Innovative Industries – I will also work to attract and create innovative businesses and industries in Maine that provide value on the local, national and international level; businesses and industries that create new jobs and new opportunities that embrace Maine’s unique character, our natural resources, our strong work ethic, and the lifestyles that are so important to all of us. The advanced composites industry, new forest resource based products including cellulosic nanofiber based materials, and businesses which reinvent themselves to keep up with the times such as The Jackson Laboratory and Hodgdon Yachts are examples of new and innovative industries in Maine. This Senate district is blessed with several research facilities from the University of Maine’s Darling Center to the world class Bigelow Labs. When we fund research and development to build expertise within our university system and industry, it leads to growing businesses built on globally competitive expertise right here in Maine. It is a disgrace that Maine invests only 1% of GDP in R&D while for the rest of New England it is 4%.
Building on Maine’s Strengths and Character – Maine has a great deal to offer in its quality of place, natural beauty and friendly people that make it attractive as a vacation and retirement destination, and a great place to raise a family. We place great value in preserving this character. We embrace our growing local agriculture sector, and compare favorably to other states in the number of organic farms. We have an abundance of artistic talent in this district and cottage studios abound. Our seafood is famous – a brand known internationally and an industry that also deserve our protection. Maine should recognize the importance of all its strengths and market them to those who would respect and contribute to Maine.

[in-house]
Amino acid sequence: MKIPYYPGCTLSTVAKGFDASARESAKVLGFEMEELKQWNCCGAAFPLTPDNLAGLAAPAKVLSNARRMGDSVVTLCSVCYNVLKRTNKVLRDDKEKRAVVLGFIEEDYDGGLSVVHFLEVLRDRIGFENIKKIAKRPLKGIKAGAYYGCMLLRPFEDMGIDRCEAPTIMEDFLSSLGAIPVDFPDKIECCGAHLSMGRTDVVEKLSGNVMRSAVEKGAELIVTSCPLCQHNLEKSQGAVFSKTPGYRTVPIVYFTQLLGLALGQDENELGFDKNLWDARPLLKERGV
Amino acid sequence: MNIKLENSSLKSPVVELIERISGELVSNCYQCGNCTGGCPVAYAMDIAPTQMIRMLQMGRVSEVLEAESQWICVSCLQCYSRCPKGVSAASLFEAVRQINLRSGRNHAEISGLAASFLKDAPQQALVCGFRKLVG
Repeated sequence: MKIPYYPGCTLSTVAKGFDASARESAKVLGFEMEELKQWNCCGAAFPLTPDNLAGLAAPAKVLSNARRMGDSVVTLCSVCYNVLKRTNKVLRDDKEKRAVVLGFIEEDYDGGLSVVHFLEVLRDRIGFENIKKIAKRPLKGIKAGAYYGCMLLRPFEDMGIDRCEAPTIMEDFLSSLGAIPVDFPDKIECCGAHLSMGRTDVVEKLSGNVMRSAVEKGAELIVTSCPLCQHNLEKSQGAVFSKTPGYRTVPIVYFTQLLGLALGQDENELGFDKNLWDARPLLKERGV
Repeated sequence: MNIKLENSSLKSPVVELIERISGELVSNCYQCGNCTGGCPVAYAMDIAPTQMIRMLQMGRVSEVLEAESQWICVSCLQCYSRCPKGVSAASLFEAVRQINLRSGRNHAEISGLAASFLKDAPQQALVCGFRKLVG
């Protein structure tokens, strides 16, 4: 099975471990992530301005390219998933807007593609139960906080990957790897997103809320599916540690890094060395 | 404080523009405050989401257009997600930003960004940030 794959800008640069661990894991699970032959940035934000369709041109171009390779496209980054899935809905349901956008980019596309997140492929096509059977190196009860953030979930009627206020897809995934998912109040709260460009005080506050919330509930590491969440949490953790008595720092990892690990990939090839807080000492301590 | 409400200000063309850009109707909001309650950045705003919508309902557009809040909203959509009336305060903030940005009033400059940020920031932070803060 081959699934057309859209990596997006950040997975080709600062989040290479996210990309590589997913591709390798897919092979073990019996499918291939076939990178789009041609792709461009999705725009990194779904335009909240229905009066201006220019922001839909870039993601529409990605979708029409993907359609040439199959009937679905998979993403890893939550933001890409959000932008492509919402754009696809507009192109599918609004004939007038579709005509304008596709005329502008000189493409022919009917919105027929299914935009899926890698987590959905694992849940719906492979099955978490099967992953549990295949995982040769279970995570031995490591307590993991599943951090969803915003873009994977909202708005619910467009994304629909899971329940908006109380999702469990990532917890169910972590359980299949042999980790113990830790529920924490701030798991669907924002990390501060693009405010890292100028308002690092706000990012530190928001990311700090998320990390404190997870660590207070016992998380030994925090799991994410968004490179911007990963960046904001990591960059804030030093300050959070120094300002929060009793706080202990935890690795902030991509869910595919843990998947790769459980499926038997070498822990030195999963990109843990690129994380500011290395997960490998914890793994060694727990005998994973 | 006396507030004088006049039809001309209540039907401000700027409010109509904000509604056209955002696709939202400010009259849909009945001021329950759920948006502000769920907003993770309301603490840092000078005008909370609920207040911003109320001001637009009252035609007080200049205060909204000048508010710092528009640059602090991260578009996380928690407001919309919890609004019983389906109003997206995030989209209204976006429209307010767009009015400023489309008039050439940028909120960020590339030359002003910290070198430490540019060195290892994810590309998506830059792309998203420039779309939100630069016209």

Local Foods – The New England Food Vision study makes clear that New England could produce more than half of the food we consume instead of approximately 10% currently. Maine’s potential in that is huge. We have by far the most good farming soil and largest water supply. On top of that, our acres in farming has been increasing and the average age of farmers decreasing. But it is still very difficult to make a living farming, and we need to do something about it. That means helping farmers expand their acres in production and investing in local foods infrastructure such as food hubs, commercial kitchens, cold storage, malting and meat processing – all things that can add value, help farmers earn more for their labors, and help get great quality Maine food onto tables in Maine and New England.
Capable Workforce and Modernizing Infrastructure – At a 2010 lecture at UNE, economist Richard Sims stated that when companies decide to relocate, 77% of them decide where to move based on whether the area can provide the capable workforce and infrastructure on which to build and grow a successful business. Only 4% of them decide where to move based on tax rates. The message is clear – if we are to improve our economy, we need to invest in modernizing our infrastructure and we need to provide a high quality education for all our citizens. Workers in Maine have a strong work ethic. But our aging roads, bridges, and rail systems, our woefully inadequate broadband infrastructure, and the out of date priorities set for our educational system are making it difficult for Maine to compete.